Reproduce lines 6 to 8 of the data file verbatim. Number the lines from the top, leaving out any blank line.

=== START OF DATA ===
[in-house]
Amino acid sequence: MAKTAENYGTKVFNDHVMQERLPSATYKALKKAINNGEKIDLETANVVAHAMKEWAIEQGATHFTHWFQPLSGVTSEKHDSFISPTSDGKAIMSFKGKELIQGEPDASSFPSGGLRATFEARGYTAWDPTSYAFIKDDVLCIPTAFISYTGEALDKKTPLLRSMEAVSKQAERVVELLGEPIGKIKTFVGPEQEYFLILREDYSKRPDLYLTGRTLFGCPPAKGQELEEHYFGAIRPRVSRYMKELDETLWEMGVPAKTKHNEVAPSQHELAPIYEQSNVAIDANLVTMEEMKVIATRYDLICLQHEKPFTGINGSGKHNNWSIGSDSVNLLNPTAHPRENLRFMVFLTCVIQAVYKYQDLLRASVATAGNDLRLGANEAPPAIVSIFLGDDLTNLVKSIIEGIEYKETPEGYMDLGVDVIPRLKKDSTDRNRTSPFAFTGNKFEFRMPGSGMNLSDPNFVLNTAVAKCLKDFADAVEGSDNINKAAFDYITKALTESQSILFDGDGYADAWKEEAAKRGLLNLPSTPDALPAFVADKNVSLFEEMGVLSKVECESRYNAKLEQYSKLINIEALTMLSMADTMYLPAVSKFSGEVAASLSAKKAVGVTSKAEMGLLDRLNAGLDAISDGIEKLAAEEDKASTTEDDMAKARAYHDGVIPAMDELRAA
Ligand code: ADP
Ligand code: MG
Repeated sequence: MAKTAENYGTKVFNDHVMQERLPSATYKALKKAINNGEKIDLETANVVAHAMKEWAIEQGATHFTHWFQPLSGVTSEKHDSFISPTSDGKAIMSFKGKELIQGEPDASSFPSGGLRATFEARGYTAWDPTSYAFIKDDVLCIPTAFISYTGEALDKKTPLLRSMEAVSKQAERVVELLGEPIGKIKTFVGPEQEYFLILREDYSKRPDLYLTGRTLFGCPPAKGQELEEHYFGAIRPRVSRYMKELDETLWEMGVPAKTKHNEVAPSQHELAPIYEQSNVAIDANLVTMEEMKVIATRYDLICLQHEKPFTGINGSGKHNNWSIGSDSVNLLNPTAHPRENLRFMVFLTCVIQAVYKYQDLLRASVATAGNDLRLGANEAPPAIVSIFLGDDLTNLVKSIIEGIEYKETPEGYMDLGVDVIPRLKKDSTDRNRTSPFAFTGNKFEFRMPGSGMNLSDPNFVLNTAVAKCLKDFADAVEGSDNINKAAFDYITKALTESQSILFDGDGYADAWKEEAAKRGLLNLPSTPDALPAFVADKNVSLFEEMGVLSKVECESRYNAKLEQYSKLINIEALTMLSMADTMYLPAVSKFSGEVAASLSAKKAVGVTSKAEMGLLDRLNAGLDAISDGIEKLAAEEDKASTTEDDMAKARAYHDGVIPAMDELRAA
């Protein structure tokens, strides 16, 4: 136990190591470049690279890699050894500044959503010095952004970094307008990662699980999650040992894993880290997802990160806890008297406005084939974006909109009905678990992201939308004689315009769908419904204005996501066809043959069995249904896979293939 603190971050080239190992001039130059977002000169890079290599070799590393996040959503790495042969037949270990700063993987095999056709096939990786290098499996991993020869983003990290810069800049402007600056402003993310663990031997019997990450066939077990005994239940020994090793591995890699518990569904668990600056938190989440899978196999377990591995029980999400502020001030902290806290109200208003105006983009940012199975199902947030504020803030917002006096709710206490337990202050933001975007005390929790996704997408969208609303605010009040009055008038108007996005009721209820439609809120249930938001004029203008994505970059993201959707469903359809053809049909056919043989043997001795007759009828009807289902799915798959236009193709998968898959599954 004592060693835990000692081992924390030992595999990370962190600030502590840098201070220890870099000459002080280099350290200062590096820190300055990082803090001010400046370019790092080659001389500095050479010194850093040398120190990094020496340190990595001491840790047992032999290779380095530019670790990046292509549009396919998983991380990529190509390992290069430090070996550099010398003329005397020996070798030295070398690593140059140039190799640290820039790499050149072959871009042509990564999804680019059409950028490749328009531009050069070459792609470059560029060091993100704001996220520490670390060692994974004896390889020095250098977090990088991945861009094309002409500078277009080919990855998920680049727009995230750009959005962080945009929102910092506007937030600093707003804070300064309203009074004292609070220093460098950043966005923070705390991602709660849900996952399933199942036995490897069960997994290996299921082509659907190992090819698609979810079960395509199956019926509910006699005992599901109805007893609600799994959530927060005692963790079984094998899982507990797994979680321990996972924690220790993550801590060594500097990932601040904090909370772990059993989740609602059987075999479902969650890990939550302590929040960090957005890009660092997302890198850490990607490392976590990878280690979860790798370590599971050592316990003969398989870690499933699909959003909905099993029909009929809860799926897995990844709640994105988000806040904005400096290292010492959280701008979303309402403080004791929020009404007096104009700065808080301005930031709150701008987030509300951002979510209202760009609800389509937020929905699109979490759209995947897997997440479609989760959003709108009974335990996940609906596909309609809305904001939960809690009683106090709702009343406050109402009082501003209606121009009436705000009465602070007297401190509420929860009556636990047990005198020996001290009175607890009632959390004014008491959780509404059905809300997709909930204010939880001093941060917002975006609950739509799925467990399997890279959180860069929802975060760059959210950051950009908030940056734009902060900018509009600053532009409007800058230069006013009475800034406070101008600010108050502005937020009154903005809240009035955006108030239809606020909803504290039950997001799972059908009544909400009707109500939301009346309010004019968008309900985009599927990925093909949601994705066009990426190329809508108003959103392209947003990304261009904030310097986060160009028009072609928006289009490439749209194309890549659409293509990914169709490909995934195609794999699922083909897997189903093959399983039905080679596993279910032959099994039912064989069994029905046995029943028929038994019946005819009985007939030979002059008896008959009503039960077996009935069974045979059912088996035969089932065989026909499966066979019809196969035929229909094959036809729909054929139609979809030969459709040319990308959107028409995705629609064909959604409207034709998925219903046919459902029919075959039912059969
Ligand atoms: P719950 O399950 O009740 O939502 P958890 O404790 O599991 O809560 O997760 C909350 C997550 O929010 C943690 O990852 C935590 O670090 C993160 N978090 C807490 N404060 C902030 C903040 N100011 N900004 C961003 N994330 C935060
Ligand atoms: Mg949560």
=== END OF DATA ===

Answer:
């Protein structure tokens, strides 16, 4: 136990190591470049690279890699050894500044959503010095952004970094307008990662699980999650040992894993880290997802990160806890008297406005084939974006909109009905678990992201939308004689315009769908419904204005996501066809043959069995249904896979293939 603190971050080239190992001039130059977002000169890079290599070799590393996040959503790495042969037949270990700063993987095999056709096939990786290098499996991993020869983003990290810069800049402007600056402003993310663990031997019997990450066939077990005994239940020994090793591995890699518990569904668990600056938190989440899978196999377990591995029980999400502020001030902290806290109200208003105006983009940012199975199902947030504020803030917002006096709710206490337990202050933001975007005390929790996704997408969208609303605010009040009055008038108007996005009721209820439609809120249930938001004029203008994505970059993201959707469903359809053809049909056919043989043997001795007759009828009807289902799915798959236009193709998968898959599954 004592060693835990000692081992924390030992595999990370962190600030502590840098201070220890870099000459002080280099350290200062590096820190300055990082803090001010400046370019790092080659001389500095050479010194850093040398120190990094020496340190990595001491840790047992032999290779380095530019670790990046292509549009396919998983991380990529190509390992290069430090070996550099010398003329005397020996070798030295070398690593140059140039190799640290820039790499050149072959871009042509990564999804680019059409950028490749328009531009050069070459792609470059560029060091993100704001996220520490670390060692994974004896390889020095250098977090990088991945861009094309002409500078277009080919990855998920680049727009995230750009959005962080945009929102910092506007937030600093707003804070300064309203009074004292609070220093460098950043966005923070705390991602709660849900996952399933199942036995490897069960997994290996299921082509659907190992090819698609979810079960395509199956019926509910006699005992599901109805007893609600799994959530927060005692963790079984094998899982507990797994979680321990996972924690220790993550801590060594500097990932601040904090909370772990059993989740609602059987075999479902969650890990939550302590929040960090957005890009660092997302890198850490990607490392976590990878280690979860790798370590599971050592316990003969398989870690499933699909959003909905099993029909009929809860799926897995990844709640994105988000806040904005400096290292010492959280701008979303309402403080004791929020009404007096104009700065808080301005930031709150701008987030509300951002979510209202760009609800389509937020929905699109979490759209995947897997997440479609989760959003709108009974335990996940609906596909309609809305904001939960809690009683106090709702009343406050109402009082501003209606121009009436705000009465602070007297401190509420929860009556636990047990005198020996001290009175607890009632959390004014008491959780509404059905809300997709909930204010939880001093941060917002975006609950739509799925467990399997890279959180860069929802975060760059959210950051950009908030940056734009902060900018509009600053532009409007800058230069006013009475800034406070101008600010108050502005937020009154903005809240009035955006108030239809606020909803504290039950997001799972059908009544909400009707109500939301009346309010004019968008309900985009599927990925093909949601994705066009990426190329809508108003959103392209947003990304261009904030310097986060160009028009072609928006289009490439749209194309890549659409293509990914169709490909995934195609794999699922083909897997189903093959399983039905080679596993279910032959099994039912064989069994029905046995029943028929038994019946005819009985007939030979002059008896008959009503039960077996009935069974045979059912088996035969089932065989026909499966066979019809196969035929229909094959036809729909054929139609979809030969459709040319990308959107028409995705629609064909959604409207034709998925219903046919459902029919075959039912059969
Ligand atoms: P719950 O399950 O009740 O939502 P958890 O404790 O599991 O809560 O997760 C909350 C997550 O929010 C943690 O990852 C935590 O670090 C993160 N978090 C807490 N404060 C902030 C903040 N100011 N900004 C961003 N994330 C935060
Ligand atoms: Mg949560």